Thoughts on Computers and Writing 2011
Before the regular routines start to roll through the days I just want to say how much I enjoyed the 2011 Computers and Writing Conference. Since 1994, I've attended the conference, missing just a few times. There is something about C&W that makes collaboration and friendship not the usual words we pitch about our work but a tangible atmosphere that permeates inside and outside the sessions. It's always a great experience. And the hosts in Ann Arbor did a fantastic job. The panels, town halls, keynotes, and posters were informative and provocative.
Let me add my perspective to others (Andre Peltier, Crystal VanKooten, Bradley Dilger, Steve Krause) who have weighed in. The currents that I picked up on were sound and crowdsourcing--though the usual array of subjects was also to be found. I'm excited about the sound current, and that an interest group is already forming to try to extend the sound-related energy at the conference. The crowdsourcing focus I picked up on vicariously, since most of the panels conflicted with my schedule. I do think there is a confluence of people dabbling with CMS experiments and a renewed interest in group dynamics linked with social media. Of course, these are my interests, so I could be myopic in fixing on them.
Theoretically, I think it's fair to say the posthuman turn is in full swing. Kate Hayles's keynote obviously played a part with its concentration on technology and the brain. But in many sessions there was much focus on objects, networks, tools, and the generally nonhuman (see Alex Reid's write up). The great part is that the continuing emphasis on people at the conference forms a nice counterbalance to too much focus on the nonhuman. And there seems to be an understanding of the complexity and contingency of knowledge so that no one paradigm gets too much sway.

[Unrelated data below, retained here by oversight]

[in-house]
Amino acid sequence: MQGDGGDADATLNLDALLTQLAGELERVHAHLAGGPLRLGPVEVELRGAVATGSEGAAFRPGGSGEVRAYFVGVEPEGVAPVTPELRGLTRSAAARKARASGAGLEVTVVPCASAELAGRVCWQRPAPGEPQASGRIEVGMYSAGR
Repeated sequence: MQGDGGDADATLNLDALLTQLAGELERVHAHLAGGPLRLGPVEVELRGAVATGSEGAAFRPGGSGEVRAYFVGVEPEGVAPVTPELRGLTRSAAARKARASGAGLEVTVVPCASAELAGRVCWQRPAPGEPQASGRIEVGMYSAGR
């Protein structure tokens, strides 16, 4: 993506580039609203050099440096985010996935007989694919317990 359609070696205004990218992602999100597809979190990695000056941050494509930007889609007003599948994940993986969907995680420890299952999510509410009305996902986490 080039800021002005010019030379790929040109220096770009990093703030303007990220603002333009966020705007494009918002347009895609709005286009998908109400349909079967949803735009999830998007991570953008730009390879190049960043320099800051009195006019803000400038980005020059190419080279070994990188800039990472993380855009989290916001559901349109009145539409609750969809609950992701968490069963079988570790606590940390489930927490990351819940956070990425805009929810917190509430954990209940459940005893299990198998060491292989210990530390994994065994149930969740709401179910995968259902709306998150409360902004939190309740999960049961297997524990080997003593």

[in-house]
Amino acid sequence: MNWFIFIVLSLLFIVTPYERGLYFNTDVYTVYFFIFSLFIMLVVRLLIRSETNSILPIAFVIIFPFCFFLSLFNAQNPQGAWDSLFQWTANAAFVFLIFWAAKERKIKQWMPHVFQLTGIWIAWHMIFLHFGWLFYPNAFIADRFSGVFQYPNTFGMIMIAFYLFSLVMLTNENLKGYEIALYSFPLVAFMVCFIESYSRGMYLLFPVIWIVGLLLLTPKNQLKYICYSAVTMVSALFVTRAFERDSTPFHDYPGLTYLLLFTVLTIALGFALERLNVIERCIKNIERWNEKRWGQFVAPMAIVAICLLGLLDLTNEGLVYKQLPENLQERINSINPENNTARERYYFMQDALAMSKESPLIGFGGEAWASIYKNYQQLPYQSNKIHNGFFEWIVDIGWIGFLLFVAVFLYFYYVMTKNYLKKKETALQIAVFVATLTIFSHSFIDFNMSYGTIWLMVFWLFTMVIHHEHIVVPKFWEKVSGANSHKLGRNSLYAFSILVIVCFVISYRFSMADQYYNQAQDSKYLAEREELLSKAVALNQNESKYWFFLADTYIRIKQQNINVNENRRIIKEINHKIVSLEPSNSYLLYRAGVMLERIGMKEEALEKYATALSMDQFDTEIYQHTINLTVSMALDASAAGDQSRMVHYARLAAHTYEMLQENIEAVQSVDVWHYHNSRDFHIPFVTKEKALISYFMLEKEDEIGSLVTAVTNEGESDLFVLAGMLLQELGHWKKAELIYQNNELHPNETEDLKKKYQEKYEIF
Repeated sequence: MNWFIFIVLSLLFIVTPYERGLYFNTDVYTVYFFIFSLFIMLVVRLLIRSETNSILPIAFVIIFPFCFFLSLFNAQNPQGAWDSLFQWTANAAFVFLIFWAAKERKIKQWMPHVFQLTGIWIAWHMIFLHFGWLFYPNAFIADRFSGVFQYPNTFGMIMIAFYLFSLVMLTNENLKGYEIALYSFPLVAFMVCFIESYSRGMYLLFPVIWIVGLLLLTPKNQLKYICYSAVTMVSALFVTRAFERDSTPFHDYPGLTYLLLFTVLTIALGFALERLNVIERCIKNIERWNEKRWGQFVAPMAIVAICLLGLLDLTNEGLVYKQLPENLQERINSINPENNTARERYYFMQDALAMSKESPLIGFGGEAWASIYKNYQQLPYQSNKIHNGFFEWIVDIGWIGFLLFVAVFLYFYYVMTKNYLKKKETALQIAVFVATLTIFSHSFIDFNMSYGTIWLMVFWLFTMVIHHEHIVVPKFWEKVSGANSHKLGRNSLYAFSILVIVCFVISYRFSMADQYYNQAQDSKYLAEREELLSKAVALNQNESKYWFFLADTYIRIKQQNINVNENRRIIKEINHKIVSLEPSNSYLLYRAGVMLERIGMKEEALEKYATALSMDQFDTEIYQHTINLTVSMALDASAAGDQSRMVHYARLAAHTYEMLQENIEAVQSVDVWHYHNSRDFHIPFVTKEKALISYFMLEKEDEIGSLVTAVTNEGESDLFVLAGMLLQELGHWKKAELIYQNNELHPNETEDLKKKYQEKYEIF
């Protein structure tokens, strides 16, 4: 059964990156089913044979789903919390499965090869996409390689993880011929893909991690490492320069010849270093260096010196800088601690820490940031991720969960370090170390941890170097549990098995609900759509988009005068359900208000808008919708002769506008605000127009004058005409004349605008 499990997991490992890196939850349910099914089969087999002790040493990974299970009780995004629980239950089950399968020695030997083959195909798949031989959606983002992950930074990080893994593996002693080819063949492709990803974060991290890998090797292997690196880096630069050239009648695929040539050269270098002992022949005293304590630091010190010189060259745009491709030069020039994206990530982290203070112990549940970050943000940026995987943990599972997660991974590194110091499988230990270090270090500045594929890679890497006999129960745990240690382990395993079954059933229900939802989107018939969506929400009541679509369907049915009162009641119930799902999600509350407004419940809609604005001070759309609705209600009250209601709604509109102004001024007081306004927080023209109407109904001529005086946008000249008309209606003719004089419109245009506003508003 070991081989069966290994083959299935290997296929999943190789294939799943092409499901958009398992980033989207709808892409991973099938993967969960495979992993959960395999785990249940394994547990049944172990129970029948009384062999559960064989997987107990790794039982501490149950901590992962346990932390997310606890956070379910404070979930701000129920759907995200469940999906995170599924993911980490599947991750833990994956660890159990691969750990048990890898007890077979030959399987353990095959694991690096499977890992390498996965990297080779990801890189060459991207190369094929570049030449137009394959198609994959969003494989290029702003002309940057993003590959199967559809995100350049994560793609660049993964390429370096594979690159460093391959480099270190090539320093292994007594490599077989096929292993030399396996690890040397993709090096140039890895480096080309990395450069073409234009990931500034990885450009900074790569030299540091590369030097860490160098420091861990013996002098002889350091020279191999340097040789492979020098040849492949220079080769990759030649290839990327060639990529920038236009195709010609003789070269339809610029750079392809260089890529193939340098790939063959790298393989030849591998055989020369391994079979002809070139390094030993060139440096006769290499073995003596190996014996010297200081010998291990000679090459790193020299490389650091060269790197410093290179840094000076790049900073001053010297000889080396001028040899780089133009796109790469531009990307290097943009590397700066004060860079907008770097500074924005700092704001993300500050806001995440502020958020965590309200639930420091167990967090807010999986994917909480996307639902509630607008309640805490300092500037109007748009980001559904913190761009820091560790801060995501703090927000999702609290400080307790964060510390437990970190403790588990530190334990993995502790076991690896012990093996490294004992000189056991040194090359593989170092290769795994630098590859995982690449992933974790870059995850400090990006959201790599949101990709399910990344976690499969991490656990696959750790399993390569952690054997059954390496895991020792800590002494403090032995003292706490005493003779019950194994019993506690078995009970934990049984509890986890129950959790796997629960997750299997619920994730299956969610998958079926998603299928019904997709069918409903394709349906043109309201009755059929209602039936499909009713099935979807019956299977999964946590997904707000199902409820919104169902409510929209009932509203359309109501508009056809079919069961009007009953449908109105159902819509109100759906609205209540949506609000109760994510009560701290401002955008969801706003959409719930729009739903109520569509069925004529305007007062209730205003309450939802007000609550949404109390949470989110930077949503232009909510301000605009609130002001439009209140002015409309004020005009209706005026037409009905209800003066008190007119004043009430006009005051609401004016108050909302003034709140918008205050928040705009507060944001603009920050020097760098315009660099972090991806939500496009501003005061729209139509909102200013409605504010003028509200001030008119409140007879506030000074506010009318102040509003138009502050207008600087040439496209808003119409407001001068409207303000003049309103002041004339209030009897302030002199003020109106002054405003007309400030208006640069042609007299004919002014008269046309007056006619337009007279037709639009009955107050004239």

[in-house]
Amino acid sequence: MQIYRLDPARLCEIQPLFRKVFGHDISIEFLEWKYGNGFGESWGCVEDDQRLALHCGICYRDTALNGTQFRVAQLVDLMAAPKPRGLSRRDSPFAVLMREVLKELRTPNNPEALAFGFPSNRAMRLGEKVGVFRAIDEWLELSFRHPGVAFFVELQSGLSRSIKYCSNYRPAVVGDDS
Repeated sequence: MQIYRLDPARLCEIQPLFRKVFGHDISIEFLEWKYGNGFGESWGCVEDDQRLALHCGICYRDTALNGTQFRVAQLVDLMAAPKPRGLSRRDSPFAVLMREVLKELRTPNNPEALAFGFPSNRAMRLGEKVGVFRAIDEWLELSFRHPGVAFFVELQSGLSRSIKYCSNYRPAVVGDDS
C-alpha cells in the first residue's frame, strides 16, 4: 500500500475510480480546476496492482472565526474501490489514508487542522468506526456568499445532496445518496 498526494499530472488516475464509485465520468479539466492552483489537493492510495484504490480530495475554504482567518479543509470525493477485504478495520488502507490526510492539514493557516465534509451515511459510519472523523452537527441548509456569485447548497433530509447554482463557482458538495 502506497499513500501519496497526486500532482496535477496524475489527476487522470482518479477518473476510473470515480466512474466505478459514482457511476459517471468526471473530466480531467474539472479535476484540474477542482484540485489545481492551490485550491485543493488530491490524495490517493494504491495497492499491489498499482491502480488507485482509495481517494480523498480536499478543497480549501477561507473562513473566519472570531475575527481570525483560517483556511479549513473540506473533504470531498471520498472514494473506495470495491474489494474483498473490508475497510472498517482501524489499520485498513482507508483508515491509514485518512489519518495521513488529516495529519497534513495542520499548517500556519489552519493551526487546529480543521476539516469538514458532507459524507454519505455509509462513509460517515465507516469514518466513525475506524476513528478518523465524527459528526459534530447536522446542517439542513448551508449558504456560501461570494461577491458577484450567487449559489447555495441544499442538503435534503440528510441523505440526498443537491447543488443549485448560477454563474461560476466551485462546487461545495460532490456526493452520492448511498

When it comes to people, I think, things get even more complex. There are some troubling samenesses among us. When it comes to backgrounds, institutions, and bodies, the C&W crowd in many ways appears more similar than different. I know this is something we constantly work to address. No doubt that work and the need for it continues. But there are also amazing mixes of talents and people at Computers and Writing. I'm always blown away by the graduate student contributions to our field which were on full display at the conference. Conferences everywhere include a range of people, but rarely are the heirarchies broken down as they are at C&W. And special congratulations to the engaging undergraduate students in attendance. If this is a trend, it's most welcome. Here is where we shine. We simply don't have a problem with smart people with less time in the field teaching us new things.
I think this leadership from below speaks to something special about our community. This is something that came up time and again couched in discussions of what to name our field and how our work meshes with what is currently called digital humanities. We work together with undergraduates and graduates in ways not commonly found in the humanities. This matters and it means that we mustn't forget the forward pushing and ongoing nature of our approaches. We need to keep experimenting, making, and doing. It's no accident that we let those who know the new things lead the way. It's the laboratory approach stranded throughout our disciplinary DNA. We need to remember this as we think about our role in any conception of the humanities.
And let's not forget our studio sensibilities as well. I saw lots of great presentations. I'm so pleased to report that most of our members deliver information in engaging ways, with careful thought given to aesthetics and to multiple modes of knowing. But we are becoming more disciplined as well. We need to keep enacting and celebrating creativity. And we need to be creative. It's not something that can just be talked about. Last year, I said you don't study computers and writing, you perform it. I know I didn't get a chance to push things in these ways this year and I need to remember how much it matters.
I'm not listing any of the suggestions above as complaints or even concerns. I think we've got the mix about right. I'm invigorated by just the few short days I spent at Computers and Writing. The conference and the field are both doing well.